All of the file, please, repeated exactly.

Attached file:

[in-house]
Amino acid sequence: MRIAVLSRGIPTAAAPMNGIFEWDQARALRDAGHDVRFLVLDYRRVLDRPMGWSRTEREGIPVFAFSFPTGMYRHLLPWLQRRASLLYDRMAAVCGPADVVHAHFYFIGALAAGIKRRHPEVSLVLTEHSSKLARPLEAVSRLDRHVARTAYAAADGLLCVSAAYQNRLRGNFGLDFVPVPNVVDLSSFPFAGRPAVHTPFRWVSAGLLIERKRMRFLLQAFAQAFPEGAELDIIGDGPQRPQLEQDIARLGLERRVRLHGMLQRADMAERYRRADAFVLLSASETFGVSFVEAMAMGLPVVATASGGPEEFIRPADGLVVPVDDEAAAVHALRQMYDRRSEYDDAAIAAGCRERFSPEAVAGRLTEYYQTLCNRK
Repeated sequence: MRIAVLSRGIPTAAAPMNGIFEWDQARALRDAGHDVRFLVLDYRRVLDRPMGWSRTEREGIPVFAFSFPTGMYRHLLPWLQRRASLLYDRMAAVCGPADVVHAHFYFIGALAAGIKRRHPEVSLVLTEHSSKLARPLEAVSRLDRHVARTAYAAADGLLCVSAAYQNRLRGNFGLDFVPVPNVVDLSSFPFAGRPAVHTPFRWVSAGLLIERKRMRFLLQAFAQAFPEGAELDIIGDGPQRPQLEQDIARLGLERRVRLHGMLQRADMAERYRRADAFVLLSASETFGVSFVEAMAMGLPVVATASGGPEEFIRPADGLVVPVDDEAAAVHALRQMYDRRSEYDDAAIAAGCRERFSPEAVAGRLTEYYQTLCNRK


[in-house]
Amino acid sequence: MRIAVLSRGIPTAAAPMNGIFEWDQARALRDAGHDVRFLVLDYRRVLDRPMGWSRTEREGIPVFAFSFPTGMYRHLLPWLQRRASLLYDRMAAVCGPADVVHAHFYFIGALAAGIKRRHPEVSLVLTEHSSKLARPLEAVSRLDRHVARTAYAAADGLLCVSAAYQNRLRGNFGLDFVPVPNVVDLSSFPFAGRPAVHTPFRWVSAGLLIERKRMRFLLQAFAQAFPEGAELDIIGDGPQRPQLEQDIARLGLERRVRLHGMLQRADMAERYRRADAFVLLSASETFGVSFVEAMAMGLPVVATASGGPEEFIRPADGLVVPVDDEAAAVHALRQMYDRRSEYDDAAIAAGCRERFSPEAVAGRLTEYYQTLCNRK
Repeated sequence: MRIAVLSRGIPTAAAPMNGIFEWDQARALRDAGHDVRFLVLDYRRVLDRPMGWSRTEREGIPVFAFSFPTGMYRHLLPWLQRRASLLYDRMAAVCGPADVVHAHFYFIGALAAGIKRRHPEVSLVLTEHSSKLARPLEAVSRLDRHVARTAYAAADGLLCVSAAYQNRLRGNFGLDFVPVPNVVDLSSFPFAGRPAVHTPFRWVSAGLLIERKRMRFLLQAFAQAFPEGAELDIIGDGPQRPQLEQDIARLGLERRVRLHGMLQRADMAERYRRADAFVLLSASETFGVSFVEAMAMGLPVVATASGGPEEFIRPADGLVVPVDDEAAAVHALRQMYDRRSEYDDAAIAAGCRERFSPEAVAGRLTEYYQTLCNRK